Means also believes software can help practices take advantage of existing but forgotten opportunities in the patient base to increase production. In particular, Denticon’s Morning Huddle Dashboard tool can help practices prioritize these opportunities with a daily review of the incoming patients’ history. From booking their next appointment to reminding them about recommended procedures, the tool focuses on critical conversations and follow-up items.
“If you don’t plan the day, then the day just happens. So, you have to have a strategic approach to how you want to handle each of your patients through the day,” Means says. “You can also create customized reports based on whatever criteria you’re using to find those opportunities. But then, another part of our solution is the patient communications platform that allows you to make outbound marketing efforts to try to get patients to come back into the office.”
Stanford favors software solutions that facilitate a frictionless workflow that improve patient interactions.
“Services like Simplifeye free up staff time to focus on meaningful work inside the practice,” Stanford says.
Dr Ahani thinks software can also fix the “referral crack” resulting from paper referrals. Refera, an online referral platform, allows the team to issue a referral to a patient and the specialist's office digitally, including sending the x-ray and insurance information in a HIPAA-compliant way. The platform also tracks the referral’s progress through a dashboard, so everyone knows where it is in the process. Dr Ahani says that using the Refera platform gets your patients back in your practice cycle again.
“You can create a referral to anyone in 30 seconds to 60 seconds—all the patient’s information uploads with 1 click. Then, the patient gets various texts and emails reminding them to go, getting feedback from them, etc. So, you get all your referrals in 1 place,” Dr Ahani explains. “Remember that these patients are coming back to you.”
With increasingly savvy patients that compare rates and value provided, dentists should market themselves as a service provider, Dr Gangoli says. In addition, the demand for treatments like whitening, restorative, and clear aligners is increasing as patients return to the office post pandemic. Partnering with outside firms can make the most of these opportunities.
SmileDirectClub’s Partner Network program allows practices to present treatment plans to 3 main patient groups, Dr Gangoli says:
1. It addresses existing patients who might need clear aligners but don’t know about their options.
2. It expands opportunities with patients that were interested in clear aligners but needed a more economical option.
3. It also provides possibilities to present restorative and hygiene care to new patients from SmileDirect Club’s Partner Network.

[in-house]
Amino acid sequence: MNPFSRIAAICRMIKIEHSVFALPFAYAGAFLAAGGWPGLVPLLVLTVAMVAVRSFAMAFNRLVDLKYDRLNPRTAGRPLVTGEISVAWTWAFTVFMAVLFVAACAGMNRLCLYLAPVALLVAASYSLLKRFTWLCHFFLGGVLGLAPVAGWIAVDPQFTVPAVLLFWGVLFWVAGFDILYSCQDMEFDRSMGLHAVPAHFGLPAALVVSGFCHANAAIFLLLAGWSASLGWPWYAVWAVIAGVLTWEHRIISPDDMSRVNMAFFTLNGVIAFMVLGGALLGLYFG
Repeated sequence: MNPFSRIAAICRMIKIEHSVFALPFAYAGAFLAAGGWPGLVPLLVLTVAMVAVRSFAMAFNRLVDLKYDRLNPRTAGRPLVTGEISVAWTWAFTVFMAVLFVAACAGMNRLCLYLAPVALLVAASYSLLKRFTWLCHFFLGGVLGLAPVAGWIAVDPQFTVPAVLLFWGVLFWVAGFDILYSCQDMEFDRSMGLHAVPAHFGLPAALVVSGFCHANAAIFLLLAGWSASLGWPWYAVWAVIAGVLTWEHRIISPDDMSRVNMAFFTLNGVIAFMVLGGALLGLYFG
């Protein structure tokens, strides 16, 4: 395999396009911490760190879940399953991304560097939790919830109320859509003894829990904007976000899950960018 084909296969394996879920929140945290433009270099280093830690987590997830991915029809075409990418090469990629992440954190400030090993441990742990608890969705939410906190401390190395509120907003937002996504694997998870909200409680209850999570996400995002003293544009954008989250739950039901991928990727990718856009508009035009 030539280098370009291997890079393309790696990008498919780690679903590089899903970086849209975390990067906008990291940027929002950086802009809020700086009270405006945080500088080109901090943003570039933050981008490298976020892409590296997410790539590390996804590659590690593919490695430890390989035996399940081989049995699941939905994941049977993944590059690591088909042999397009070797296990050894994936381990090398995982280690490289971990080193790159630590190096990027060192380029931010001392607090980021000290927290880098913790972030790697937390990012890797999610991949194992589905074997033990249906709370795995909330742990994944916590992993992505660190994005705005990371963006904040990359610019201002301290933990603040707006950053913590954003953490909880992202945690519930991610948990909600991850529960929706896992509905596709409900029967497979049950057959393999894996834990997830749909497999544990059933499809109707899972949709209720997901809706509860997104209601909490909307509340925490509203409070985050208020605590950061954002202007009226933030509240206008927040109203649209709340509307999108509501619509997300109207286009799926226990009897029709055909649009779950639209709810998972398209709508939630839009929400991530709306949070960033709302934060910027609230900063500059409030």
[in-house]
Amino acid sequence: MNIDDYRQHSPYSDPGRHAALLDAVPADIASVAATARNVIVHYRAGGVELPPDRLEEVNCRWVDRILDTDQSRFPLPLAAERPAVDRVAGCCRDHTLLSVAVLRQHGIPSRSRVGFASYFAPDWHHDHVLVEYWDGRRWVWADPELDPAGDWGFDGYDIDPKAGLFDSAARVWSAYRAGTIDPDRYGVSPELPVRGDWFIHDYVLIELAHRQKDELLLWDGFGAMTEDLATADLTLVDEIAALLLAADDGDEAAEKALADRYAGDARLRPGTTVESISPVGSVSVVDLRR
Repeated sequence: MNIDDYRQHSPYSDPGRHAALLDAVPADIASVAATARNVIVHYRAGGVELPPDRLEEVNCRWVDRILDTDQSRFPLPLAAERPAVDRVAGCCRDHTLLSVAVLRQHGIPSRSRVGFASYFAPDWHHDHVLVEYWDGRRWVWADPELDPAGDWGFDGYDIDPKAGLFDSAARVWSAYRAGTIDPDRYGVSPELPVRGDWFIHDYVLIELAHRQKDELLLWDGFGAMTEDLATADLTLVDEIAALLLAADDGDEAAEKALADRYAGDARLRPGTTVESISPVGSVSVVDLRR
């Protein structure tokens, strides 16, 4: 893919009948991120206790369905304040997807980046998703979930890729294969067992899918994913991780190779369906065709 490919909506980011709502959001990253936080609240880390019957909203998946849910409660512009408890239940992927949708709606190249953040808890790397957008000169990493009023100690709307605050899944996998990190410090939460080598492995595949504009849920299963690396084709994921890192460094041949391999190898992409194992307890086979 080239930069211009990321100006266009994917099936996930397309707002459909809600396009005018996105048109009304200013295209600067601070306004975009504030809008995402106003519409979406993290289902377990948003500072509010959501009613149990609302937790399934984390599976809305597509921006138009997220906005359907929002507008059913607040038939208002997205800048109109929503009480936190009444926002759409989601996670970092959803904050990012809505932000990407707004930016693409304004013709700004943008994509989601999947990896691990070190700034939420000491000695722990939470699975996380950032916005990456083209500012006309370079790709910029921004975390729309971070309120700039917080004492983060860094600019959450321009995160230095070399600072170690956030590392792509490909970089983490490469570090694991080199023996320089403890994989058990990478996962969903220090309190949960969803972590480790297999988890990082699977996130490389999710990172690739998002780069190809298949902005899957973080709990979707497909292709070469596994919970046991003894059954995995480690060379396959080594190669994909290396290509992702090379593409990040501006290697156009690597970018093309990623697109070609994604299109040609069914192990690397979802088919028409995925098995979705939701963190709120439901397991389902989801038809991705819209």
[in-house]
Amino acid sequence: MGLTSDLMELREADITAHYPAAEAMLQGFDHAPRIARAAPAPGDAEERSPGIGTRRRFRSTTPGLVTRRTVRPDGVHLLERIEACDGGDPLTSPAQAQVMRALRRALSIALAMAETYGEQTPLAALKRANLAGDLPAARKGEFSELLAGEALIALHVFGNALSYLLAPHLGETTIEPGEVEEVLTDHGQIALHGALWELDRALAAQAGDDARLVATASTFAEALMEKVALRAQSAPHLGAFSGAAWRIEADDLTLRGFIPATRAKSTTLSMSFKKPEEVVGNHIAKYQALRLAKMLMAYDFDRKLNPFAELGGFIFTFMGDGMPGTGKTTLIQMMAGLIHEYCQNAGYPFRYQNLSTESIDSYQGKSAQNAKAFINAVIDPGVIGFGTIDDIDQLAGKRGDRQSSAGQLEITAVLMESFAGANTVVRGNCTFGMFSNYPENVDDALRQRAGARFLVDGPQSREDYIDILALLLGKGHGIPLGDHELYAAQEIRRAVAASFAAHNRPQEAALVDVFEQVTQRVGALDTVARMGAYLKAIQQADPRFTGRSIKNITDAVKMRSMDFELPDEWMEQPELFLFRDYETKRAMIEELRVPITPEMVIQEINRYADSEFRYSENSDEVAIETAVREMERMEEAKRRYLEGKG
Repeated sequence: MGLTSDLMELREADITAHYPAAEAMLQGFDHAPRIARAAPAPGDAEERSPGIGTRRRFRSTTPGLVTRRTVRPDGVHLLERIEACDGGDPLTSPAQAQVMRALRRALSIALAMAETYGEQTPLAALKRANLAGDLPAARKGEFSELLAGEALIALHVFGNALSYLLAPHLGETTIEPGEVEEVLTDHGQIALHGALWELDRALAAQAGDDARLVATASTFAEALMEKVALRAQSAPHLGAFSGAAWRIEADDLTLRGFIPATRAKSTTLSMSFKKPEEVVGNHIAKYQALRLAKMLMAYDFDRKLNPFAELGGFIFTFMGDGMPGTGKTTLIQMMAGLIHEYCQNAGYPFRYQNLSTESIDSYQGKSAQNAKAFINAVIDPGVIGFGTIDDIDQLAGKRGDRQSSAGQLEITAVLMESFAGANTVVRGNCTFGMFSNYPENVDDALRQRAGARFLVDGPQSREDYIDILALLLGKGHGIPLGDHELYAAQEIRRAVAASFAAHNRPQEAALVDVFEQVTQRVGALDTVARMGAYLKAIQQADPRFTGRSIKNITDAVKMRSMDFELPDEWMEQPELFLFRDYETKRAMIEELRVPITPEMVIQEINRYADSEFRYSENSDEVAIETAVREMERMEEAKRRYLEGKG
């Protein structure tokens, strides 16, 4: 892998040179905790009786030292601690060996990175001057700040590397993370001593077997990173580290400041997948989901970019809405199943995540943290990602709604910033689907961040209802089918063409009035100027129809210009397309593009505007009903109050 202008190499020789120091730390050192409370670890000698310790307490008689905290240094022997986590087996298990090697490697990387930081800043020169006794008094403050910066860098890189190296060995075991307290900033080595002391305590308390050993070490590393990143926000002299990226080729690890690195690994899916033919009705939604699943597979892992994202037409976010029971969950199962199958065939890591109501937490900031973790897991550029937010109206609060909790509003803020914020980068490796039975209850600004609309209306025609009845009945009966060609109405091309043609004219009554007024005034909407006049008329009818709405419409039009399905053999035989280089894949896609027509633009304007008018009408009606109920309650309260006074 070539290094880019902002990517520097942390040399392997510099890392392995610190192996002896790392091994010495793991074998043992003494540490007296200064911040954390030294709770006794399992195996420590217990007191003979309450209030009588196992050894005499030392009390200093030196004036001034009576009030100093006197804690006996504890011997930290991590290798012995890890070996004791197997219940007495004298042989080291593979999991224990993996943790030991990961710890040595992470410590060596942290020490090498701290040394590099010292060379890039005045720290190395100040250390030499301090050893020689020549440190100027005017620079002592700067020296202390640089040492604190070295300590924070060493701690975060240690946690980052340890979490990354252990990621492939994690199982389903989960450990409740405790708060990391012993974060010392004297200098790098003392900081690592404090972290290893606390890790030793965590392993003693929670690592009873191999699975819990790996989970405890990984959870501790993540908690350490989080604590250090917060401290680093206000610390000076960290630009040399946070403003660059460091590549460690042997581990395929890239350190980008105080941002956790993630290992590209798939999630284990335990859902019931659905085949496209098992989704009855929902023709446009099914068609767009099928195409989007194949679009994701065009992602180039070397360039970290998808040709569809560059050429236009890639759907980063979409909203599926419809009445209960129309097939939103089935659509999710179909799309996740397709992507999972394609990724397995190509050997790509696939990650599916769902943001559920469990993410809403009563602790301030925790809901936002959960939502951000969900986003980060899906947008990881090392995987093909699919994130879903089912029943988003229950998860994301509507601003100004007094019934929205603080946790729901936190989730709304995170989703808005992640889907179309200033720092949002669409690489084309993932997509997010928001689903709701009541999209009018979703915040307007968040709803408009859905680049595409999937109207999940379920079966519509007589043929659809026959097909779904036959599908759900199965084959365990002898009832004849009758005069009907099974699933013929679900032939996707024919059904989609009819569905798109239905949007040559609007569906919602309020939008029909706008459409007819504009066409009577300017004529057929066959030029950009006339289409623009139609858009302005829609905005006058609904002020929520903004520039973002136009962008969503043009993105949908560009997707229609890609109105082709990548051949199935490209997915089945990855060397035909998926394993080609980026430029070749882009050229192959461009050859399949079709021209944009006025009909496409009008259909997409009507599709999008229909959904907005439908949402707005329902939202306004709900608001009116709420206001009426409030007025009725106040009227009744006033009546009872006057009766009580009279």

“Once you build that relationship by offering a service the patient wants and needs, that patient will trust you and come back for future oral care needs,” Dr Gangoli says.
Garvin thinks that implementing CBCT 3D technology is essential for practice productivity growth. Planmeca’s Ultra Low-Dose™ provides a safer way for clinicians to get a 3D image and a better clinical diagnostic solution, he explains.
“We’ve successfully driven down radiation levels so that they’re the same or less than an intraoral x-ray. Now, clinicians can get a 3D image of that anatomy of a patient’s tooth, and they can completely change how they diagnose right from the start,” Garvin says. “We also see case acceptance rates going up because now that patient can connect with something that looks more like them than a flat, 2-dimensional x-ray.”
Klein agrees that practices should invest in 3D imaging. However, he also thinks dental professionals should assert their expertise and in-office solutions for patient care, from investing in technology that facilitates in-office solutions that respond to patient demands to incorporating digital workflows.
“They should invest in technologies that allow them to offer things like same-day dentistry or even just faster, more convenient dentistry,” Klein says. “It goes back to creating that positive patient experience that also comes with better clinical outcomes.”
Positive patient experiences that address their needs are critical to growth starting even before they get in the office, agrees Dr Harris. With Smile Virtual, the patient can fill out the information, upload a photo, and tell the dentist what they want. Then, a participating Smile Virtual doctor will send back a presentation video that presents options to the patient. If they’re going to move forward, patients click the link below the video to schedule an in-person appointment.